Glens Falls administrators consider layoffs, tax hike
It's a problem shared by most of New York State's public school districts these days. Administrators in Glens Falls are stuck trying to balance a multi-million dollar budget, in the face of $1.8 million reduction in state aid. As our North Country reporter Matt Hunter explains, the results won't likely be easy on teachers or taxpayers.
To view our videos, you need to
install Adobe Flash 9 or above. Install now.
Then come back here and refresh the page.
GLENS FALLS, N.Y. -- For teachers like Ann Walker, the threat of budget cuts and layoffs in the Glens Falls School District comes as no surprise.
"Since last year with the recession, I think we've seen it coming for a while, to be honest," Walker said.
With surging costs, declining enrollment and a $1.8 million reduction in state aid, district administrators are stuck between a rock and a hard place in piecing together a $39.5 million budget - juggling options like layoffs, a property tax hike and even closing an elementary school.
"This is the deepest I've ever seen it," said District Superintendent Thomas McGowan, who's held that post for the past 15 years. "With the state having seven to nine billion-dollar deficit, it really cuts deep. It's never been like this before."
Right now the district is looking at cutting seven positions and raising the tax levy by 13 percent. McGowan said administrators have already agreed to forgo a raise this year.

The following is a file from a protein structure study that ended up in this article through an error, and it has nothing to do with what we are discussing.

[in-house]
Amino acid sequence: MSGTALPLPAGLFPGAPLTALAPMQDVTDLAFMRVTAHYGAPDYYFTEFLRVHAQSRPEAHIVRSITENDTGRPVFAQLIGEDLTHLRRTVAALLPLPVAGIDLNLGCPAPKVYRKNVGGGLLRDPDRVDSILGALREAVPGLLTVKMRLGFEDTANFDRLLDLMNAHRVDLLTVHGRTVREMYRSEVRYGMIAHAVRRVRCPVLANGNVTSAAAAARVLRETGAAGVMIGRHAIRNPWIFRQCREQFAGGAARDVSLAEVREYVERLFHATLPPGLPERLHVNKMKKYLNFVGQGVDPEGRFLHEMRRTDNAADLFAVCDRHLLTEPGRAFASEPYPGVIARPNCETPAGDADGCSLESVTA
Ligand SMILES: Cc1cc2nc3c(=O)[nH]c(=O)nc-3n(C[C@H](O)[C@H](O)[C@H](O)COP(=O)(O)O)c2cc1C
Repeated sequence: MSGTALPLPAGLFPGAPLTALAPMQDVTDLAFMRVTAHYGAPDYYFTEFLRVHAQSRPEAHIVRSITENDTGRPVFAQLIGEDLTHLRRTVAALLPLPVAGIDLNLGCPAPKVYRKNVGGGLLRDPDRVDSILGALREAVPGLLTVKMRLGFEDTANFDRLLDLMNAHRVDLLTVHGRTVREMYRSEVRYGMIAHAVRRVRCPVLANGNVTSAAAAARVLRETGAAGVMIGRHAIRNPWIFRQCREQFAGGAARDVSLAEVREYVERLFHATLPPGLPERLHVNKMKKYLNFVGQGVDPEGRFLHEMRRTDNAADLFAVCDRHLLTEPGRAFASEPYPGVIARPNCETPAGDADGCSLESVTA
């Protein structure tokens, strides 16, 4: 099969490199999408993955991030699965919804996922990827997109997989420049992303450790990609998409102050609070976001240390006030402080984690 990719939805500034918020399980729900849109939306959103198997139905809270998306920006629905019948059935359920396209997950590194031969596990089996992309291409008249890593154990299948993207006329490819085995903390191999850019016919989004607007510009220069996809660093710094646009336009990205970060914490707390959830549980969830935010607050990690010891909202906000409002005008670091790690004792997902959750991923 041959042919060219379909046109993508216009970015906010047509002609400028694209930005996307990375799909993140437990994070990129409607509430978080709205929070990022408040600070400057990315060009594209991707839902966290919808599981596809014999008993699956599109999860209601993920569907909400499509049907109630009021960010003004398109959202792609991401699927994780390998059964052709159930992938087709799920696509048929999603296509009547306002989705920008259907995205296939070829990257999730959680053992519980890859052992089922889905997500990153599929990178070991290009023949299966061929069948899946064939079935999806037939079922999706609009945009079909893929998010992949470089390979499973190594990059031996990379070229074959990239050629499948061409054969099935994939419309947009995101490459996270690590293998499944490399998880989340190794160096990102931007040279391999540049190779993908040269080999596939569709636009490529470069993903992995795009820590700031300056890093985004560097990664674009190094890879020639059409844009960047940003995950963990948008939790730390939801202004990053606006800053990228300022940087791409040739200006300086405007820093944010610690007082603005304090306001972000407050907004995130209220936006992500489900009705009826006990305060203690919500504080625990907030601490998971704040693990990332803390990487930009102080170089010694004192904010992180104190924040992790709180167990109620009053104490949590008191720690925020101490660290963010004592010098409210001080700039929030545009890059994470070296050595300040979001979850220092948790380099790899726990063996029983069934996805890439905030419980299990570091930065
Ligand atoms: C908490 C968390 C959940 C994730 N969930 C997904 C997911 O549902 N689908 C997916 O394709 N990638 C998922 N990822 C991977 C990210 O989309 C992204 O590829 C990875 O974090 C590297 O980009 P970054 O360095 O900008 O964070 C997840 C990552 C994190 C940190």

On Thursday of last week, the district's teachers voted on whether to accept a pay freeze. McGowan said the results of that vote will help determine whether the number of cuts rises or falls.
"How many? Without knowing all those factors, it wouldn't be fair if I said a number," McGowan said. "But it would more than what we've said and it will go relatively deep."
If the pay freeze is accepted, the property tax hike would also decrease to eight and a half percent, a bit more palatable to some taxpayers.
"Every time you hear about public employees getting laid off, everybody cries and screams. A lot of people are getting laid off, we've got to cut down taxes," Queensbury resident Leonard Biles said.
As administrators near the April 20 deadline to offer a final proposal, teachers, taxpayers and parents remain cautiously optimistic the cuts will have a minimal effect on students.
"Nobody likes to see it happen," Walker said. "But unfortunately with the economic climate, I think they're going to do as best they can."